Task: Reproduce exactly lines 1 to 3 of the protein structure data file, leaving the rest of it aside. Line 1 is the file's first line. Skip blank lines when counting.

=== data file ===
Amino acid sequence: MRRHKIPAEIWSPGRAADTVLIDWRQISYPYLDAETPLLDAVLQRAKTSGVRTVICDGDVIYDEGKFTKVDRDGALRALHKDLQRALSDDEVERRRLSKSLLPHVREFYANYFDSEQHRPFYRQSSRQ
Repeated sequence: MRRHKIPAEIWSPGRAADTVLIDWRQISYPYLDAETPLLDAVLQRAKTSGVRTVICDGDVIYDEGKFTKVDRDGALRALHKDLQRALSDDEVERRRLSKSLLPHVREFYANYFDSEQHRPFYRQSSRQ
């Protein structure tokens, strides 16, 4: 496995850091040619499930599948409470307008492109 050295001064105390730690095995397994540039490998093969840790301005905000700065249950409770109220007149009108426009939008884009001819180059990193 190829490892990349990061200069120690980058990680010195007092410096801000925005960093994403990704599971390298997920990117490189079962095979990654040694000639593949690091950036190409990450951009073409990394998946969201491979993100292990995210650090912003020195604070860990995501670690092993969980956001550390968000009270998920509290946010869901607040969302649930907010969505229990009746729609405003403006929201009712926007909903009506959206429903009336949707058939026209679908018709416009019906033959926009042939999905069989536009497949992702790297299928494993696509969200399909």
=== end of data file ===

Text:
Amino acid sequence: MRRHKIPAEIWSPGRAADTVLIDWRQISYPYLDAETPLLDAVLQRAKTSGVRTVICDGDVIYDEGKFTKVDRDGALRALHKDLQRALSDDEVERRRLSKSLLPHVREFYANYFDSEQHRPFYRQSSRQ
Repeated sequence: MRRHKIPAEIWSPGRAADTVLIDWRQISYPYLDAETPLLDAVLQRAKTSGVRTVICDGDVIYDEGKFTKVDRDGALRALHKDLQRALSDDEVERRRLSKSLLPHVREFYANYFDSEQHRPFYRQSSRQ
């Protein structure tokens, strides 16, 4: 496995850091040619499930599948409470307008492109 050295001064105390730690095995397994540039490998093969840790301005905000700065249950409770109220007149009108426009939008884009001819180059990193 190829490892990349990061200069120690980058990680010195007092410096801000925005960093994403990704599971390298997920990117490189079962095979990654040694000639593949690091950036190409990450951009073409990394998946969201491979993100292990995210650090912003020195604070860990995501670690092993969980956001550390968000009270998920509290946010869901607040969302649930907010969505229990009746729609405003403006929201009712926007909903009506959206429903009336949707058939026209679908018709416009019906033959926009042939999905069989536009497949992702790297299928494993696509969200399909």